again. Both Ann and George look happy in the snapshots which mother-in-law sends
              frequently. Ann is doing very well at school and loves it.

              To get back to our journey from Mbulu. It really was quite an experience. It
              poured with rain most of the way and the road was very slippery and treacherous the
              120 miles between Mbulu and Arusha. This is a little used earth road and the drains are
              so blocked with silt as to be practically non existent. As usual we started our move with
              the V8 loaded to capacity. I held Johnny on my knee and Kate squeezed in between
              George and me. All our goods and chattels were in wooden boxes stowed in the back
              and the two houseboys and the two dogs had to adjust themselves to the space that
              remained. We soon ran into trouble and it took us all day to travel 47 miles. We stuck
              several times in deep mud and had some most nasty skids. I simply clutched Kate in
              one hand and Johnny Jo in the other and put my trust in George who never, under any
              circumstances, loses his head. Poor Johnny only got his meals when circumstances
              permitted. Unfortunately I had put him on a bottle only a few days before we left Mbulu
              and, as I was unable to buy either a primus stove or Thermos flask there we had to
              make a fire and boil water for each meal. Twice George sat out in the drizzle with a rain
              coat rapped over his head to protect a miserable little fire of wet sticks drenched with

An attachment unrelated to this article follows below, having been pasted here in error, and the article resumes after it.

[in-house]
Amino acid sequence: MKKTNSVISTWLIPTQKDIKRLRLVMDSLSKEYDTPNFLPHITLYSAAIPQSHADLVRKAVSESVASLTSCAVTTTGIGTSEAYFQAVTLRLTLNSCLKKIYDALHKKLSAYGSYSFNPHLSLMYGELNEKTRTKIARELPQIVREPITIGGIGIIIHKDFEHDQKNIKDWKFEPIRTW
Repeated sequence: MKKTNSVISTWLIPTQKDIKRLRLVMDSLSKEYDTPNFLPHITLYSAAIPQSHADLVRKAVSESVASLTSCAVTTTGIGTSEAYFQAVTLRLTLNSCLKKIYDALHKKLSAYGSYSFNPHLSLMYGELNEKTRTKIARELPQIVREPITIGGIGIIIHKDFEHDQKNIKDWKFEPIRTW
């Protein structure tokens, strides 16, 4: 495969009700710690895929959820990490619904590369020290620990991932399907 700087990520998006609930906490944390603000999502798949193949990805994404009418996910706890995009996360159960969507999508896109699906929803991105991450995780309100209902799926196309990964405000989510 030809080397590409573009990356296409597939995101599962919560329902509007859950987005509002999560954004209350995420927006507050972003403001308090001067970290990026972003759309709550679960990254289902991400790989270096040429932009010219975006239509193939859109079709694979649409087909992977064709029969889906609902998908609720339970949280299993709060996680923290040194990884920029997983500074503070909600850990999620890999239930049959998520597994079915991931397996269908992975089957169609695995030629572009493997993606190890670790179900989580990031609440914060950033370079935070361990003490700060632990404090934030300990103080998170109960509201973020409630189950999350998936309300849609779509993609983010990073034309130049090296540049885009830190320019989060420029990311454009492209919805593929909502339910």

paraffin. Whilst we waited for the water to boil I pacified John by letting him suck a cube
              of Tate and Lyles sugar held between my rather grubby fingers. Not at all according to
              the book.

              That night George, the children and I slept in the car having dumped our boxes
              and the two servants in a deserted native hut. The rain poured down relentlessly all night
              and by morning the road was more of a morass than ever. We swerved and skidded
              alarmingly till eventually one of the wheel chains broke and had to be tied together with
              string which constantly needed replacing. George was so patient though he was wet
              and muddy and tired and both children were very good. Shortly before reaching the Great North Road we came upon Jack Gowan, the Stock Inspector from Mbulu. His car
              was bogged down to its axles in black mud. He refused George’s offer of help saying
              that he had sent his messenger to a nearby village for help.

              I hoped that conditions would be better on the Great North Road but how over
              optimistic I was. For miles the road runs through a belt of ‘black cotton soil’. which was
              churned up into the consistency of chocolate blancmange by the heavy lorry traffic which
              runs between Dodoma and Arusha. Soon the car was skidding more fantastically than
              ever. Once it skidded around in a complete semi circle so George decided that it would
              be safer for us all to walk whilst he negotiated the very bad patches. You should have